"Seed" by Ania Ahlborn, a hidden gem of a horror novel
Every now and then, I stumble across a book in the most unlikely of ways. If you're a listener of the Bloody Good Horror podcast, you've probably heard us mention that we mess about on TheChive while recording. It's a photo blog if you're not familiar, filled with everything from goofy pictures to cool HD stuff and everywhere in between. On one such day while browsing through a post, I saw the cover posted there to the left (I think, it's all fuzzy now) and the word 'horror' and it caught my attention. Having never had a photo blog recommend a book to me, it looked interesting, so I threw it on the to read pile.
Back when I was first introduced to Ania Ahlborn, I discovered her twitter account and being a want-to-be self published author myself, I followed. You see, Ms. Ahlborn has had quite a bit of sales success with Seed. In fact, it was number one on Amazon's horror charts for a bit. And she published it all herself. Not too shabby!
Jump ahead many months later, sitting on the computer during that sleepy time between Christmas and New Years. I still hadn't gotten around to buying a copy of Seed but I just happened to notice that the author was giving away copies of the book for three days on Twitter. Seeing as I'd been wanting to check it out, I jumped at the chance and dug in right away. Two days later, I was done with the book, left well entertained and here we are. Since I don't have this one slated for a Dad and his Weird Friends Episode as of yet, I'll fill you in here.
As a good story should, the first thing to jump out at you in Ahlborn's "Seed" is a family of well crafted characters. Jack Winter, a family man doing his best to support his family. Sure, he's not perfect. He doesn't need to be though, because he's a good dad and a good husband. Then there's Aimee. Written well to fit her back story of a formerly well to do southern daughter throwing off her families money for love and a family of her own. Abby, the older sister is a good kid, a good student and a happy older sister. Then, there's Charlie. Charlie's cute and precocious, she's funny and adorable and quite obviously, the apple of her father's eye.
Easily identifiable and more importantly, relatable, the Winters are any happy American family. They work hard, live happily with what little they have, and simply enjoy being together; A cast of characters that could easily be you or I. Since we can relate to these characters so well, when the darkness shows up, it’s not so much the things that scuttle about in the shadows that make our skin crawl in "Seed", but the aftermath and the effect that that shadow has on the Winters as a whole. For fear of spoilers, I won't go into specifics.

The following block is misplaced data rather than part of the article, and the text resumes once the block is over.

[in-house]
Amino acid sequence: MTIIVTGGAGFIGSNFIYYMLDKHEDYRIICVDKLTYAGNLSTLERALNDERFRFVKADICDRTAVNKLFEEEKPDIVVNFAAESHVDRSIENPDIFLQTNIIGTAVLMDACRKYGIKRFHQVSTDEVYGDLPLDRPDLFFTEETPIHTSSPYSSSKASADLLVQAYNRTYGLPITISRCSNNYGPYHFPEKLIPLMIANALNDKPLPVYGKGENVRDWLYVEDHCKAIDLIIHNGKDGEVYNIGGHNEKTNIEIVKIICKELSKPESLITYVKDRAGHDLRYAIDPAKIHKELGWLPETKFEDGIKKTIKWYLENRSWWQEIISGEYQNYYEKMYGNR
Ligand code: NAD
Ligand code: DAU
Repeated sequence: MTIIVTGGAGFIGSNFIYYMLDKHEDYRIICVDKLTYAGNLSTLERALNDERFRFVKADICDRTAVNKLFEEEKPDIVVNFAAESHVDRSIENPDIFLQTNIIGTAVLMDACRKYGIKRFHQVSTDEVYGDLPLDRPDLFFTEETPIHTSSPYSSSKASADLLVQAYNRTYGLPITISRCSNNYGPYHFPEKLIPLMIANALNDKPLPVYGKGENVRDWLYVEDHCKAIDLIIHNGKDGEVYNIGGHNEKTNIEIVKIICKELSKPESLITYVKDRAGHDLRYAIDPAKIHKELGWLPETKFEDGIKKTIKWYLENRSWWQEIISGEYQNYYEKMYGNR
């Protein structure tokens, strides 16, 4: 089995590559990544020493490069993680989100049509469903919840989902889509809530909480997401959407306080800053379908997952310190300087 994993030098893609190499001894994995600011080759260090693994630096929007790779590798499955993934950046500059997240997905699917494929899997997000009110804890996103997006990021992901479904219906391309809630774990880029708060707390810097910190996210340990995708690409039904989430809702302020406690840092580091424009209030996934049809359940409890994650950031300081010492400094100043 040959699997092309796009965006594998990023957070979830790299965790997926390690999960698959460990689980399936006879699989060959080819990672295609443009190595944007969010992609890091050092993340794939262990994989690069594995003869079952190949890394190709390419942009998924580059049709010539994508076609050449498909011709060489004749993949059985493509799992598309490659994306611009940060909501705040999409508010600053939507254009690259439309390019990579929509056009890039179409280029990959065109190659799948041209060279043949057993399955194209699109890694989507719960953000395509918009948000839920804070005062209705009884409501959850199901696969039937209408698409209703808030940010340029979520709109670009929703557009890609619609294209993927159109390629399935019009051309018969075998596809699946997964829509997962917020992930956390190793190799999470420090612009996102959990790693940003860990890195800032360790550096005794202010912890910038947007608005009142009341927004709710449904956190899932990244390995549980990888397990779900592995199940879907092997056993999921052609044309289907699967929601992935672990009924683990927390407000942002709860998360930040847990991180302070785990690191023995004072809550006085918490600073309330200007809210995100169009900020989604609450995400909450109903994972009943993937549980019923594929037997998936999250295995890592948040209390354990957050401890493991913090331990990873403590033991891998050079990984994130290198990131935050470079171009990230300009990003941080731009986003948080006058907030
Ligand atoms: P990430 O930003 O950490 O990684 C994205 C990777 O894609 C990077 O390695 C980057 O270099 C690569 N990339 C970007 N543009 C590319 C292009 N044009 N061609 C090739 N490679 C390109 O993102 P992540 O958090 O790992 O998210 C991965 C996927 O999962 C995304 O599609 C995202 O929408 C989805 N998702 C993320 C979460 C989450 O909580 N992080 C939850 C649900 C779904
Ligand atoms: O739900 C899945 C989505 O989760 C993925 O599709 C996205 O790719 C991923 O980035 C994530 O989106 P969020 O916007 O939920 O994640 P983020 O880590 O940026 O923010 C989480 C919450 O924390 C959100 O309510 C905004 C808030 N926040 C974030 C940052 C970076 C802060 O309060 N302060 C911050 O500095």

Accompanying all of this is an easy flowing writing style that makes for a quick read. I have problems when books hit a lull and the story's pace slows to a crawl. Here, I never encountered such problems. This isn’t a story where there is constant carnage around every turn; in fact, it's a bit of a pot boiler as you get to know the family and the gradual problems they have to face. Never does this get bogged down to where the reading feels like a chore. The landscapes and scenery are well spelled out, though not integral to the story. There are always more details to latch on to that makes the world of Jack Winters, past and present, feel real.
As you can see, I thought quite highly of "Seed". I knocked this out in two short days and resulted in at least one late night turning pages. I didn't come across any problems between the covers of "Seed"; there are no pot holes to speak of and the emotional weight that comes as the story unfolds is what we're truly here to read and it works well. If there's anything I would have liked to have seen different, those items would be minor and inconsequential to the book as a whole. For instance, I enjoyed the character of Jack's friend Reagan who was brought in a few times. Where I thought he might be contributing something significant to the tale later on, he serves as a minor sounding board that sort of disappears. Again, nothing at all that harms the story; just a character I thought would have turned into something more significant. We hear a lot of mention of Aimee's father but never really meet him, though her mother was bad enough. As you can see, any issues I had with "Seed" were minor and had only to do with small characters!
To wrap up, "Seed" is a fine foray into horror for Ania Ahlborn. Keep in mind, this is Ahlborn’s first novel AND it’s self published. Had I not known that going in, I’d have never known. It’s fully edited, well formatted and all together a professional and finished book. It has a lot of style and is well written and left me feeling positive that I'll be looking for more from her in the future. Even more importantly...I'll be expecting more from her in the future. I feel pretty certain that she's going to have some more good horror novels coming for us that are only going to get better as she goes. With "Seed", we get a warm look at a family and a punch to the gut as we watch them go through their own personal little hell. In the end, you can feel good knowing that Ahlborn doesn't pull that punch either; for horror fans, you'll be happy with where this journey goes.
If this sounds up your alley, you can purchase "Seed" for a mere $2.99 at Amazon.com For the time being, the book is available exclusively on the Kindle through Amazon. If you take a glance at Ania's blog however you'll see thatboth "Seed" and Ms. Ahlborn's next novel "The Neighbors" have been picked up by Amazon's new publishing houses, so print versions will be coming soon!